Toronto fans erupted in revolt at the end of the half, after Thunder centre Nenad Krstic capped a fast break with an easy dunk. It gave the visitors a 71-44 lead, led by 23 points from Durant, who had not exactly been allowed to slip into the city unnoticed before the game.
Raptors suffer humiliating loss to Thunder
Toronto begins to look like an NBA first round sweep waiting to happen after 26 point spanking by Oklahoma City
It really matters naught whether Andrea Bargnani or Hedo Turkoglu “face the music” with the local media because they don't have any answers, anyhow. That's apparent to anybody who has seen them stare into a camera.
I mean, there just isn't a great deal happening there, you know? Sometimes you can't make up the stuff – like walking into the Toronto Raptors' locker room last night after an embarrassing, 115-89 face-washing administered by the Oklahoma City Thunder and hearing Turkoglu riding the clubhouse guy because “I can't find my underwear.”
Here's a hint, Hedo: Kevin Durant probably has it, because he took everything else from you and your teammates in front of a braying announced crowd at the Air Canada Centre. He took much, much more than 31 points and six rebounds.
Thunder rolls in Canada
And just like that, back to the farce. The Toronto Raptors had halted their season-closing skid with an admirable win against Atlanta on Wednesday, accomplished with defence and rebounding and resilience. Emboldened, some Raptors claimed they had changed their mentality, and even wondered aloud if it was a turning point.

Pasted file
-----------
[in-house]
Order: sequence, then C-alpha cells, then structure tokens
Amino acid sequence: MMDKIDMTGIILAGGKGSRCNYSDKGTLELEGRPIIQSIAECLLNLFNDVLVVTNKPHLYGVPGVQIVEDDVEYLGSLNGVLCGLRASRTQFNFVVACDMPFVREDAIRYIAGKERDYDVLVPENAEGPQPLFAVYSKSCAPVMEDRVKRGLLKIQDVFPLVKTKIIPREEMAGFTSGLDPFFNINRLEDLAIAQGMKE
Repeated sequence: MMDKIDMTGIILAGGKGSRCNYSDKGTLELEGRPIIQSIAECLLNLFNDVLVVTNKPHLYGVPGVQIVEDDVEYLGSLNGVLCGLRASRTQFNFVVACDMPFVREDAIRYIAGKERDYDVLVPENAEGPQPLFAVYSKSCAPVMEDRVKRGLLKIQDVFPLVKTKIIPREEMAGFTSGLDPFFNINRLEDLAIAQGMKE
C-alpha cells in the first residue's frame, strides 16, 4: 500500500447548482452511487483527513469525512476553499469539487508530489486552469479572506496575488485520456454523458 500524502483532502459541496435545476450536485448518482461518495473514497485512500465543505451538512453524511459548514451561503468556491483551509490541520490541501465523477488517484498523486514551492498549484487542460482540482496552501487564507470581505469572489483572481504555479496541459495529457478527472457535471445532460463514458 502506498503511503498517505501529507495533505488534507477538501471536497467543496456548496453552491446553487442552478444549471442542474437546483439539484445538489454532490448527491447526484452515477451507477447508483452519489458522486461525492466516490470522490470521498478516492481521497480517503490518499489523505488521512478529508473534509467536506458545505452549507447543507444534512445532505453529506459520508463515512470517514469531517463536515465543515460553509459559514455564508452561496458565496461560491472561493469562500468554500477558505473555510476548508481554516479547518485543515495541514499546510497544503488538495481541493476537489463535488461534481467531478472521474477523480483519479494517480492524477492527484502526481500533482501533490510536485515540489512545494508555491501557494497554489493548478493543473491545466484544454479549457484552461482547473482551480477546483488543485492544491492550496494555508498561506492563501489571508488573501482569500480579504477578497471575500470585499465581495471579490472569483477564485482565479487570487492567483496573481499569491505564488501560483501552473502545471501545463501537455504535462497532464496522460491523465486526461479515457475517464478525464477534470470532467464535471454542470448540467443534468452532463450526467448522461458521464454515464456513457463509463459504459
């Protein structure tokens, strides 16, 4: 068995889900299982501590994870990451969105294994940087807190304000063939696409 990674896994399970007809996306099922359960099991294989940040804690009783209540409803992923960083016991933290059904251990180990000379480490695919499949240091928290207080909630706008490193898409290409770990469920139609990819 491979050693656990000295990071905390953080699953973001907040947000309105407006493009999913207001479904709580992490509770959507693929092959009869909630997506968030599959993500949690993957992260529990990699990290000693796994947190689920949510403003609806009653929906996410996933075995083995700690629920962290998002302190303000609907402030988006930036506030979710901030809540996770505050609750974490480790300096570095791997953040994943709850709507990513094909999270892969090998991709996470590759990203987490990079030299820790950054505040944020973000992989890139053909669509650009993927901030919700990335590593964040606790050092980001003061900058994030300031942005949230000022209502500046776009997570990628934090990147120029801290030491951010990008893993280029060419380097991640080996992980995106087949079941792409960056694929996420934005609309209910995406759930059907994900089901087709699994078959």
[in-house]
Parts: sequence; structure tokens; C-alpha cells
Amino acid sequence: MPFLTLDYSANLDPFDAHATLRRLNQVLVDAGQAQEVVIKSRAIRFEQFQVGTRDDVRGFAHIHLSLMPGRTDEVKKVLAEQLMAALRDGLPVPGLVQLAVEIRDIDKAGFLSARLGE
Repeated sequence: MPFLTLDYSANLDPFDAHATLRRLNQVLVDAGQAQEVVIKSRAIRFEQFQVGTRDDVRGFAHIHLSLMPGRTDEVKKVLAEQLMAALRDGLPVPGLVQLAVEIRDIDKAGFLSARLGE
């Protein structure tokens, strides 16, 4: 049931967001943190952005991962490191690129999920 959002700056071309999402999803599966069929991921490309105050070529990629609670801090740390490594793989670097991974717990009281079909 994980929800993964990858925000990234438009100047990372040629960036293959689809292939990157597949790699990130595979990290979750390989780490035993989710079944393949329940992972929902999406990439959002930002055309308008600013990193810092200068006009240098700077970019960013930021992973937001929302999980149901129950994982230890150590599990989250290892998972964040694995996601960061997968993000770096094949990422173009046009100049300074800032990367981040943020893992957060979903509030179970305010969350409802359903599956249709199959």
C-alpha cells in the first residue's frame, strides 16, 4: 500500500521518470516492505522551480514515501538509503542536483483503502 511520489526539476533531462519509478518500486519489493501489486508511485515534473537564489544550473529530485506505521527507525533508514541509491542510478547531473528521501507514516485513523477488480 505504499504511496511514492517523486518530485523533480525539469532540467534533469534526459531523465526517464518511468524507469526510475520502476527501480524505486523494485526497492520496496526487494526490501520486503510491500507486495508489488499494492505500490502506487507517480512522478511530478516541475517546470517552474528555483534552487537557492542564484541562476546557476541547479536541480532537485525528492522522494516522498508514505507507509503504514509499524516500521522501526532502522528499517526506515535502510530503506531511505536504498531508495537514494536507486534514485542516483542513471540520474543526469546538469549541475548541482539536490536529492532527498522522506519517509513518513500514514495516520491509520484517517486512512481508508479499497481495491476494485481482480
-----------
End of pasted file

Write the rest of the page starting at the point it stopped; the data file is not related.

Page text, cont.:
Well, it wasn't. Last night the Raptors were simply humiliated - again - by an Oklahoma City team that all but toyed with its prey. Toronto allowed 39 points in the first quarter, 71 in the first half, and sank without a trace, 115-89. The crowd wasn't happy, but at least the team gave out complimentary boos with every ticket.
"They pretty much just kicked our ass today," said Chris Bosh, bristling with frustration but seemingly sapped of fury, after delivering a lonely 22 points and 10 rebounds. "There's really no nice way to put it ... we didn't resist them. At all."
That was our best game of the year,” assured Thunder coach Scott Brooks.
The 26-point margin of victory trails only the Thunder’s 28-point home blowout of Orlando six games into the season. But much more significant than the final score was the way the Thunder handled business after blowing its big lead against the Bobcats and coming to Canada on the heels of a 100-92 loss that ended its five-game winning streak.
Oklahoma City never trailed after taking a 19-17 lead with 4:46 remaining in the first period. The Thunder ended the quarter on 24-8 surge that turned it into a blowout early.
By halftime, the Thunder had built a 71-44 lead, effectively slamming the door shut on any hope the Raptors or their fans had at a comeback. And by the time Eric Maynor dribbled out the clock from high above the left wing, the boo birds in Toronto made their voices heard for the seventh time on the night.
Well, to be fair, one chorus of boos was directed at the officials, not the home team.
Sunshine Girl – 20.03.10
RF Girl of the Day – Gemma Atkinson
SUNshine Girl Carmen is 22 years old and works as a bartender while she studies hotel and restaurant management. Our girl hopes one day to run her own restaurant. She spent the winter learning how to snowboard. In her free time, she likes to hang out with friends or take a nap.